Osibisa were formed in London in 1969 by three Ghanaian and three Caribbean musicians. They took their name from the Akan ( which is a West African language ) word for a particular dance rhythm. Their music was a fantastically infectious mix of African rhythms, R&B, jazz and rock, and it had an instant appeal with the punters. Their first self-titled album, complete with Roger Dean artwork, did very well for them, as did later albums, and they became very popular in Australia, the US and in England. They split in the late seventies and reformed in 1980. They appear to be still active, although new releases are few and far between, the last(?) one being " Monsior" about five years ago.

Osibisa 
Osibisa - Survival, from "Woyaya", their second album, released in 1972. We've featured this amazing outfit many times in the past and they're also well represented on these pages elsewhere, so we won't repeat their entire history here. What we will mention again is that they were formed in London by three Ghanaian and three Caribbean musicians and they played an important and central role in developing an awareness of African music, in their case, specifically, West African highlife tinged with rock. Ghanaian members, Sol Amarfio on drums, Mac Tontoh on Trumpet and Teddy Osei, Tontoh's brother, on sax, were seasoned members of the Accra highlife, featuring in outfits such as The Star Gazers, The Comets and The Uhuru Dance Band before they moved to London. The other members were Wendell Richardson on guitar, from Antigua, Spartacus R, from Grenada, on bass, and keyboard player Robert Bailey, from Trinidad. A seventh member, percussionist Darko Adams, also from Ghana, joined after the formation of the band, which was actually called Cat's Paw when it was first formed by Osei when he moved to London. Osibisa was born at the end of 1969, and their debut, self-titled album was released in 1971 on MCA Records and it was an almost immediate success, with the single "Music for Gong Gong" a substantial hit. Our featured album reached number 11 on the UK charts, but unfortunately the band's true power only fully came across onstage. They went on to score with a number of excellent albums and singles over the next few years, notably "Sunshine Day" from their "Welcome Home" album, released in 1976. During the late seventies, they spent a lot of their time on the road, touring Africa, India, Japan and Australia, where they'd built up a fair following. They continued to record and tour well into the 80's, but disbanded midway through the decade, although they are apparently around is some form or another.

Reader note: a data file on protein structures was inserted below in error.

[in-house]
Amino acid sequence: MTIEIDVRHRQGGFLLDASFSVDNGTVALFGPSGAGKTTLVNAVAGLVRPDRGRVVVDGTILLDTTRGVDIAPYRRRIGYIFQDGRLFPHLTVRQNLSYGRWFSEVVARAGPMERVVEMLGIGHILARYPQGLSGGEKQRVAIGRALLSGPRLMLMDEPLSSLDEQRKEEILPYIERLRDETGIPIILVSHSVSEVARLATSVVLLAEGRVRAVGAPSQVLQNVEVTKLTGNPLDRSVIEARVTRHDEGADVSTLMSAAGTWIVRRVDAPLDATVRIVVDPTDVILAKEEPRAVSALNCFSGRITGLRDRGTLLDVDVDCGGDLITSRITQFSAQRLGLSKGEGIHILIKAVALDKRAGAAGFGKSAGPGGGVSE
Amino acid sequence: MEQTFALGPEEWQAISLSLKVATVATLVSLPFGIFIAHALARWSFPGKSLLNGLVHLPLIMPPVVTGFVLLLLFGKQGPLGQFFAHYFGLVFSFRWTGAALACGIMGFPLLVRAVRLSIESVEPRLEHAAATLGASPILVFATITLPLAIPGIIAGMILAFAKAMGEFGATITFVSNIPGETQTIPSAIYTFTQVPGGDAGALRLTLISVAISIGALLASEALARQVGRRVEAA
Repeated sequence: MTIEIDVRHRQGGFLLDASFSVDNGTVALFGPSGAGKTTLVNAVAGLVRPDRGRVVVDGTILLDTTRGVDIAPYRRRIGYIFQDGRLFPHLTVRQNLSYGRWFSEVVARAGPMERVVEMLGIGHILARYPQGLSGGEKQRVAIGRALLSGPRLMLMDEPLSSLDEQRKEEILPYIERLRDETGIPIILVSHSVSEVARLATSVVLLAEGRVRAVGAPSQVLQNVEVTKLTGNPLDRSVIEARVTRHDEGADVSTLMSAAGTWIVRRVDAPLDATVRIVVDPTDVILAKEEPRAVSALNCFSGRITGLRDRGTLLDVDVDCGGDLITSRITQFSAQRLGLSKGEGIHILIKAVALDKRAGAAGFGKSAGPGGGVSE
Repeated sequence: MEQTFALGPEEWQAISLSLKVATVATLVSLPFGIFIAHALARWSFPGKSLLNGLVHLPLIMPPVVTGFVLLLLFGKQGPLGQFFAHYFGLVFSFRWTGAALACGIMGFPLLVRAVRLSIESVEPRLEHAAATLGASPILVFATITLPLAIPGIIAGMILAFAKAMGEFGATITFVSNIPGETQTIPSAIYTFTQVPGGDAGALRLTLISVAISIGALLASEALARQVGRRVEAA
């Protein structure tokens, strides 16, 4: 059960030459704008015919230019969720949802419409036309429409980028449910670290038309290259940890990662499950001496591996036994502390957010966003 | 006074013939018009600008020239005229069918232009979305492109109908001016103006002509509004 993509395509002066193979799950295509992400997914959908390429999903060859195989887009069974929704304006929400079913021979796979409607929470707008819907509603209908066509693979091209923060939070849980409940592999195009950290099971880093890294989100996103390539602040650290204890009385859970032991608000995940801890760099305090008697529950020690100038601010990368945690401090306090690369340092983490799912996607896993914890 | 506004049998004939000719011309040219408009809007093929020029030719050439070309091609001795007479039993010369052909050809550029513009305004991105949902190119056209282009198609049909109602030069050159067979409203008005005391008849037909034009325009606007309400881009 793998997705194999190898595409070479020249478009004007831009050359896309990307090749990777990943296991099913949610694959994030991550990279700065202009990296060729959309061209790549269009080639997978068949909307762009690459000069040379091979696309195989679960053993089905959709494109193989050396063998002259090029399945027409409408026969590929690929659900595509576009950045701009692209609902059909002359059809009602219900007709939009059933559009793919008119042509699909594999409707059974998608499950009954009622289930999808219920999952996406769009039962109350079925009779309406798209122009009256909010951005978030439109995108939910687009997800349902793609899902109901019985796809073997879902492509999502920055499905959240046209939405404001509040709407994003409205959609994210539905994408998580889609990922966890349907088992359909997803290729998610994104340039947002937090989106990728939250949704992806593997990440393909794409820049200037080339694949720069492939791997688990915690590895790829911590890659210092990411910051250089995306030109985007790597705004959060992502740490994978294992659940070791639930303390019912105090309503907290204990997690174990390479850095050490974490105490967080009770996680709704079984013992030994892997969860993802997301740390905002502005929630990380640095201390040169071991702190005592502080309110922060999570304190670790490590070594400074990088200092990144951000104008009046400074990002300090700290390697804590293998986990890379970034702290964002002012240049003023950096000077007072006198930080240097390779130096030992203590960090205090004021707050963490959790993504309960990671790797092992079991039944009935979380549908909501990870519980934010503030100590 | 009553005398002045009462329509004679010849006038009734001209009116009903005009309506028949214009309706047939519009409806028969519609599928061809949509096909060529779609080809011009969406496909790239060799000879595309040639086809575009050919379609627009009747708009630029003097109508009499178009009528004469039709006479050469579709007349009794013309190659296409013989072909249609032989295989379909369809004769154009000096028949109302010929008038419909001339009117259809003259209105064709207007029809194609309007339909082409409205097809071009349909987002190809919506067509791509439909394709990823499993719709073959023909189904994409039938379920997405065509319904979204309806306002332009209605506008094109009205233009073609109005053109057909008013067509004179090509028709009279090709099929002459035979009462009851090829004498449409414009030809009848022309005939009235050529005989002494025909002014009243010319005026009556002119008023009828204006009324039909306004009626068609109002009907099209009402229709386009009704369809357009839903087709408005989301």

Osibisa 
Osibisa - Why, from "Osibirock" in 1974, their 5th album. Not one of their best known albums, which is a bit of a shame, as it certainly was up there with their best. You can read up on this great multi-national o utfit elsewhere in these pages as we've featured them on numerous occasions in the past. If you happen to spot this excellent album in your local store, give it a listen. 
  
(If you have more info on this band, please e-mail us)

 


The brainchild of Teddy Osei, a Ghanaian sax player, composer, and drummer who came to London to study music, Osibisa was one of the first African bands to win worldwide popularity. Their mix of African (especially highlife) and Caribbean forms made them a sensation in the mid 70s and their popularity continues today, even though recording dates have fallen off. 

 

Kiki Gyan
Gregg Kofi Brown

Mandrill
Hi Life International
The Ramblers
Uhurus
Bwana
Oneness of Juju
Malo
War
Cymande
Assagai
The Third World
Koo Nimo
The Sweet Talks

If you have any contribution to make to this band or something to add, email me - Japie Marais.

 

Click on the link and type your comment on this band:

 

 

 

Here are a list of websites for this band.  More...

 

 

Osibisa - 1971 - Osibisa - 4.5/5

Osibisa - 1971 - Woyaya - 4.5/5

Osibisa - 1972 - Heads - 3/5

Osibisa - 1973 - Happy Children - 3/5

Osibisa - 1974 - Osibirock - 3/5

Osibisa - 1974 - Superfly TNT (OST) - 2/5

Osibisa - 1976 - Ojah Awake - 3/5

Osibisa - 1977 - Black Magic Night, Live at the Royal Festival Hall - 4/5

Osibisa - 1977 - Welcome Home - 3.5/5

Osibisa - 1995 - African Flight - 4/5

Osibisa - 1997 - Monsore - 3/5

Osibisa - 2000 - Movements - 4/5

Osibisa - 2001 - Aka Kakara Acoustic Live - 4/5

Osibisa - 2003 - African Dawn African Flight - 4/5

Osibisa - 2004 - Wango Wango - 2.5/5

Rating

 

Home | Genres | Reviews | Links | Contact

Copyright (c) 2006 DINOSAURDAYS. All rights reserved.